So is there a better way? There absolutely is, and it may sound like motherhood and apple pie, as it will be very familiar to you, but it’s all about setting goals and working progressively towards them.

This is what I do.

Every year I create a set of goals for all the major areas of my life – such as personal development, key relationships, career and business, health and fitness, all things financial, learning and development, giving back to my community, leisure and travel and practical matters.

The most important thing is not to write down what you will start doing on Jan 1, rather to write down what you will be doing or have achieved by Dec 31. “Begin with the end in mind” as Stephen Covey of 7 Habits fame advocates. So then the questions become – what do I want to achieve this year? Where do I want to have got to by the end of 2018? What shall I do next in order to move towards my goal? Rather than saying “I will start running twice a week” – and risk giving up for the whole year in mid-January, why not set a goal that might say for example: “by the end of 2018 I will have established a running routine, averaging 10k a week.” – or – “in 2018 I will take part in a 5k charity run [or marathon or whatever….]”. For me, the first steps to get into running included talking with others who already run, experimenting with running routes that worked for me, and once I got going, buying a decent pair of running shoes and using a running app to record my runs.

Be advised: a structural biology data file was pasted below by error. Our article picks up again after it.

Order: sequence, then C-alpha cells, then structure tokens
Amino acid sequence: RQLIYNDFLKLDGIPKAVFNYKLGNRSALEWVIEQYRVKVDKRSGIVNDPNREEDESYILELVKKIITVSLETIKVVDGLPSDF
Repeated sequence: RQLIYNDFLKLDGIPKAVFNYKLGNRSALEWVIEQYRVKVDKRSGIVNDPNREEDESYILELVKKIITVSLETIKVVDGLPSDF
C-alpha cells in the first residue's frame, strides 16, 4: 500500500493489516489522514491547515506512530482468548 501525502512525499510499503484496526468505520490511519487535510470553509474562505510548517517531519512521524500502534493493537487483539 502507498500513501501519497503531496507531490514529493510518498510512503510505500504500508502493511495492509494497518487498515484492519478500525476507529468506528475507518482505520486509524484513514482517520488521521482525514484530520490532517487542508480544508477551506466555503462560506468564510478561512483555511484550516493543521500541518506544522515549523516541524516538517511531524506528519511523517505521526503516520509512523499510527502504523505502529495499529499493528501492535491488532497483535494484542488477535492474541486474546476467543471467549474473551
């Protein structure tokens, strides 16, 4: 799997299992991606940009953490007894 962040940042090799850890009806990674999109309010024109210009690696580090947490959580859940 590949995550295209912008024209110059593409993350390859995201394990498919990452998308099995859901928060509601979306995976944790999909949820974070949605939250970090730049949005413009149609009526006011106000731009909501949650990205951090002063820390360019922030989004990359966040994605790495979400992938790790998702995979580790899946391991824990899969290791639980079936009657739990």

Once a month I schedule a “meeting with myself” to review my goals for the year, re-prioritise if need be the ones that matter most, and write down what I will do within the next month to work towards the bigger goal. This personal check in is really important – a once a year reflection looking back / looking forward just isn’t frequent enough!

Oh and one final important thing. I progressively plan my goals during the “deep mid winter” months of Jan and Feb, when it’s cold, dark and not always the most motivating of seasons. Then I start implementing my goals ‘officially’ for the year from March 1, when there are signs of Spring and new growth – a perfect context in which to reach out and grow personally. It also means that any first steps towards a new goal can be “prototyped” or prepared for in Jan/Feb, as anything worth doing usually needs some decent preparation time.

One of my goals for 2018 is to set up and establish a business to help accelerate early stage companies in turning “vision into reality” and realising their ambition to get an amazing product to market at scale. Look out for further details in the coming weeks, and do get in touch if you’d like to be part of this journey.